Actions over promises

Published 3:14 pm Wednesday, October 11, 2017

Too often in political campaigns, some politician’s tell voters what they think voters want to hear.

Sometimes that does not match the positions they have taken while in office. They hope no one remembers those past actions. You, the voters, need to look closely at their records.

Consider Ralph Northam. In the last joint appearance with Ed Gillespie, he stated that, if elected, “I will stop the gerrymandering.”

That does not match up with his votes during the last redistricting in 2011 when he had a vote. Then he voted in support of the lines that the Democrats drew in House Bill 5001.

He voted for it not once, not twice, not three times, but four times — once in committee and three times in the full Senate.

It was redistricting that the Democrats forced through in an effort to maintain control of the Senate — all for political purposes. In Northern Virginia, districts were stretched out to give more power to Alexandria and Arlington to the detriment of the surrounding more conservative counties.

Likewise, the Democrat’s plan split Brunswick, Campbell, Danville, Dinwiddie, Halifax, Pittsylvania and Prince George to protect their Democrat districts.

When Northam was in the Senate, he had fellow senator, Emmett Hanger, removed from the Center for Rural Virginia.

The center is the one statewide organization that follows all the issues that affect the small towns and rural parts of Virginia.

As chairman, I looked forward to having bipartisan membership.

However, Northam never even attended a single meeting nor did he get involved with the Rural Caucus in the General Assembly. Therefore, it seems unlikely that he will have much interest in the issues that our rural communities face.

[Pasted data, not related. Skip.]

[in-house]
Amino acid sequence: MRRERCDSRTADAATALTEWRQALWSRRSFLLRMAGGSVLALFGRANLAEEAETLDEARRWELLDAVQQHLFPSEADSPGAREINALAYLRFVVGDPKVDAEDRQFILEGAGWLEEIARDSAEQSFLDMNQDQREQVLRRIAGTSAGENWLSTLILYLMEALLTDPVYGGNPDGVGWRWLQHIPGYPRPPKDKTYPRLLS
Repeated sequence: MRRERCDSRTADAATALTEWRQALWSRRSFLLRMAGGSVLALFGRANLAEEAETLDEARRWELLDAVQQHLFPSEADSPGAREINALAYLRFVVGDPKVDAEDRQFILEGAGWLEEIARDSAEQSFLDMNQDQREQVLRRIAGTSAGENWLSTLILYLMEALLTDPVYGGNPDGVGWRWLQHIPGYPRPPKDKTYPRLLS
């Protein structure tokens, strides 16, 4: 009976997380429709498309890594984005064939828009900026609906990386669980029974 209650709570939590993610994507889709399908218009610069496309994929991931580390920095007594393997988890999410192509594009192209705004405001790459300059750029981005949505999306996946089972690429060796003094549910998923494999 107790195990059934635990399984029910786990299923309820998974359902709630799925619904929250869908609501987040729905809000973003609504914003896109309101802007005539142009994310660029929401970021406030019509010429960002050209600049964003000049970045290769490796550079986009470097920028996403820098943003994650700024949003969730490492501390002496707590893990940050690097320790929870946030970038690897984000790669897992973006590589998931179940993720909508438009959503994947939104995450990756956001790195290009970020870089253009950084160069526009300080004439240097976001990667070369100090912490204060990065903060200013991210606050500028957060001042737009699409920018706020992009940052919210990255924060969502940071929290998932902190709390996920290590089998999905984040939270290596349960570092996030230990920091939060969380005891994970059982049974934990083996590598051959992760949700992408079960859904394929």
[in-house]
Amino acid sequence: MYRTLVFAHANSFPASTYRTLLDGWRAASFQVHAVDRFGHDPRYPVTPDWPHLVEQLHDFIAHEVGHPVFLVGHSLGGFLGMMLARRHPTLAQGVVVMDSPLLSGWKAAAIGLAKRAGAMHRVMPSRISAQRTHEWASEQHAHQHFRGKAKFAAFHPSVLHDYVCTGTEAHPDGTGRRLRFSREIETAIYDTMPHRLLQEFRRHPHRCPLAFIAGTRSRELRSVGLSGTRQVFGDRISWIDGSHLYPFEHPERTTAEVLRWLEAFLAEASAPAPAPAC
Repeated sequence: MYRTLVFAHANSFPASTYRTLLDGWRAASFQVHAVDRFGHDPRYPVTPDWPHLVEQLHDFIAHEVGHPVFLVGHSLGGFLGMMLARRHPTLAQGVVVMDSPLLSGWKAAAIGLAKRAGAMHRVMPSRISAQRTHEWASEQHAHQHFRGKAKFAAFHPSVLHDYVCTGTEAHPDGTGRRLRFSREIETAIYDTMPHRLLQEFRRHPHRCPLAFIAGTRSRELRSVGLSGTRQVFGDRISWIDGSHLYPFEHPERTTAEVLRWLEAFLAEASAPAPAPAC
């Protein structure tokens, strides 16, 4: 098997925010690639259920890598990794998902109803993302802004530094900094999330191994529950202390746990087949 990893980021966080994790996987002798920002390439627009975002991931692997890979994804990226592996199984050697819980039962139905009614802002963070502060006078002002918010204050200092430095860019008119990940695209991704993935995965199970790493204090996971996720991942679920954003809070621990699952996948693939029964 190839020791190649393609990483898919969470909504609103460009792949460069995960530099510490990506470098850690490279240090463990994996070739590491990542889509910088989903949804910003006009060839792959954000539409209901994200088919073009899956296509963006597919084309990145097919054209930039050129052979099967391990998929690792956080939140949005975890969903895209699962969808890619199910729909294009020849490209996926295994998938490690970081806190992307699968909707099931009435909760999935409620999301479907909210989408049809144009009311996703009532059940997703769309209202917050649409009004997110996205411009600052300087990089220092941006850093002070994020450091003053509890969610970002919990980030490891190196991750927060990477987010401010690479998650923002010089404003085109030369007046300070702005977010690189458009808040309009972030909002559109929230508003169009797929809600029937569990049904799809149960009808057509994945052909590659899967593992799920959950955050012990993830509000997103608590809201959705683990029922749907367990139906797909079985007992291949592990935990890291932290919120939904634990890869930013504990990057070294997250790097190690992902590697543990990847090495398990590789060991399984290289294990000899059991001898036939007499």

As Lieutenant Governor, Northam was automatically a member of the Rural Center.

In this case, he did attend one center event.

He attended one of the joint events we hold in Richmond during the legislative session with the Virginia Association of Counties.

This year, for the fourth year in a row, he had more important things to do than attend the Governor’s Summit on Rural Virginia.

This year’s excuse was that he had to be in Washington at a fundraiser. He was also fundraising out of state rather than joining a statewide Farm Bureau meeting.

This was a far different attitude than Gov. Terry McAuliffe. He has attended each summit of his four years in office as well as when he was running for office.

If Northam does not consider rural Virginia important during the campaign, can we count on him if he is elected?

The lieutenant governor likes to campaign as if he has been active in the Governor’s work to recruit economic development projects.

He refers to the McAuliffe-Northam “team.”

However, in the four years in office, he has been missing in action more often than part of any “team.”

As lieutenant governor, he took a very passive role in his position as a member of the Virginia Economic Development Partnership.

Because of poor attendance records, there are questions about how often he attended meetings, but at most — only half.

Considering issues during this period, it is sad that he was not more engaged.

If elected, should we expect him to be more engaged, or will he continue to just go through the motions?

You will need to decide in November.

Frank Ruff represents Charlotte County in the state Senate. His email address is